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The Present Status of Denazification (December 31, 1950)

At the end of 1950, U.S. High Commissioner for Germany John J. McCloy wrote a positive review of the denazification process in the American zone. He pointed out that the initial goal had been to remove National Socialists from positions of leadership in society and to replace them with democrats. When it became clear, however, that continuing to discriminate against millions of people was not in the interest of stabilizing German society, the Americans initiated the second stage of denazification. This involved calling all adult Germans before German denazification courts [Spruchkammern]. McCloy conceded that these court proceedings suffered from numerous problems, but he assessed their results as positive overall. The chief goal of the denazification courts was two-fold: to force Germans to confront their conduct during the Third Reich and to reintegrate lesser offenders into German society.

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The Present Status of Denazification

From the outset the four Allied Powers responsible for the occupation and peaceful development of defeated Germany were determined that Germany should be purged of Nazism. To this end it was agreed that former Nazi party members and collaborators ‘who were more than nominal participants in its activities’ should be excluded from public and other influential posts and made subject to sanctions under law. To achieve these purposes the Allied Control Council issued two basic enactments: Directive No. 24 of January 12, 1946, concerning ‘Removal from Office and from Positions of Responsibility of Nazis and of Persons Hostile to Allied Purposes’, and Directive No. 38 of October 12, 1946, concerning ‘The Arrest and Punishment of War Criminals, Nazis and Militarists and the Internment, Control and Surveillance of Potentially Dangerous Germans’. These directives were without legal effect until implemented by zonal laws or other enactments.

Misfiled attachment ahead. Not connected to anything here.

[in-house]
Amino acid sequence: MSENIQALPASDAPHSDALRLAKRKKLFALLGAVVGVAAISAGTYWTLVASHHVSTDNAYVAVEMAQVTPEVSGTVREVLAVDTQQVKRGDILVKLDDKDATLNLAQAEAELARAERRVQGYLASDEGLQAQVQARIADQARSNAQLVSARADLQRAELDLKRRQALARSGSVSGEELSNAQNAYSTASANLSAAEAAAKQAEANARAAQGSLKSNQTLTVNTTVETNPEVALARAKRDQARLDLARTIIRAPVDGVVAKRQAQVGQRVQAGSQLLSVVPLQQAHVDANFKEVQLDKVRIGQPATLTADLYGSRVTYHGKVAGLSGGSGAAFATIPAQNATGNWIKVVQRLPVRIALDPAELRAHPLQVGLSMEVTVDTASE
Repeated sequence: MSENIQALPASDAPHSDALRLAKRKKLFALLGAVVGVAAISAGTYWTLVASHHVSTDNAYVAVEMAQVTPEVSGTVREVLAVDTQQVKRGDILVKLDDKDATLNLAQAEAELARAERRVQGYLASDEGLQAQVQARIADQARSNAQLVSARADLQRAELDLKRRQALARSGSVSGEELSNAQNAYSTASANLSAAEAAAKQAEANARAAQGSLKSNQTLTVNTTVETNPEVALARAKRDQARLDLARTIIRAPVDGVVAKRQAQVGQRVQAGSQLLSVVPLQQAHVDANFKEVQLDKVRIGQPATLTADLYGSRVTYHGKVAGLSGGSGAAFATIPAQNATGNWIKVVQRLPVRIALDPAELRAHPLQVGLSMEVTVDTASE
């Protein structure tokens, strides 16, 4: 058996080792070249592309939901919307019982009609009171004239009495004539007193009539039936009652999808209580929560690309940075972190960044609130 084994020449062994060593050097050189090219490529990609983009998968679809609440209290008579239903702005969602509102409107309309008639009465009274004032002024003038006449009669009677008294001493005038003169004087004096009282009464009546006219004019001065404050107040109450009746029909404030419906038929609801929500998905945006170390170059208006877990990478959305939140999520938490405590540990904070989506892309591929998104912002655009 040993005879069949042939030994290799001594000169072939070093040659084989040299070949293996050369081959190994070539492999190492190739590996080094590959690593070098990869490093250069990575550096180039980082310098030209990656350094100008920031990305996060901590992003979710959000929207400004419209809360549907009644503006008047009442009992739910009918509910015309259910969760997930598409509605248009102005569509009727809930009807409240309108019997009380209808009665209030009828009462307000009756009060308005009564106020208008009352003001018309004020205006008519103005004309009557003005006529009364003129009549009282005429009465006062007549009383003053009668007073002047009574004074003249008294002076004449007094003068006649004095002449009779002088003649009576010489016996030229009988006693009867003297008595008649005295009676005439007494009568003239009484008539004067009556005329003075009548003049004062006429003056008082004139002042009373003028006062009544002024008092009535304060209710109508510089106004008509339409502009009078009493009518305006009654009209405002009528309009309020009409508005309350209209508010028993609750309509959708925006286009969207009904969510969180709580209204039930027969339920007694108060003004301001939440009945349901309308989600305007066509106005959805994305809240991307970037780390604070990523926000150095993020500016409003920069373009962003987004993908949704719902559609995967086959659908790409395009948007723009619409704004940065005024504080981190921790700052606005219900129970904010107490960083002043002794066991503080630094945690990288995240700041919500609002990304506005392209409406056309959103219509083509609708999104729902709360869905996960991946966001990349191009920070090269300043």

Responsibility for the implementation of the agreements and directives on denazification was assumed by the military and later by the Allied civilian authorities in their respective zones of Germany. In the U.S., British and French Zones procedures differed somewhat but in general kept closely to the spirit of the agreed directives. In the Soviet Zone the course of denazification was strongly influenced by the drive to communize the population. Many former Nazis, even though seriously incriminated, were acquitted of the charges against them and restored to influence on condition that they engage in active support of the Communist régime. However, the Soviets have never ceased to assert their continued determination to root Nazism out of the German system.

The objective of denazification was not the attainment of a final goal within a specified time, when it could be said: ‘The job is done; Germany is now denazified.’ It was rather to safeguard the new German democracy from Nazi influence and to make it possible for anti-Nazi, non-Nazi and outspoken democratic individuals to enter public life and replace the Nazi elements which had dominated all life in Germany from 1933 to 1945.

To accomplish this objective the Occupying Powers abolished the Nazi Party and its formations and affiliated organizations, outlawed them and removed the individuals who had been responsible for their operation from positions of influence in both public and private life. It was then possible for non-Nazi Germans to come into the many fields of communal, economic and political activities to rebuild German life on democratic lines. The initial steps in this program had been attained substantially by the summer of 1946.

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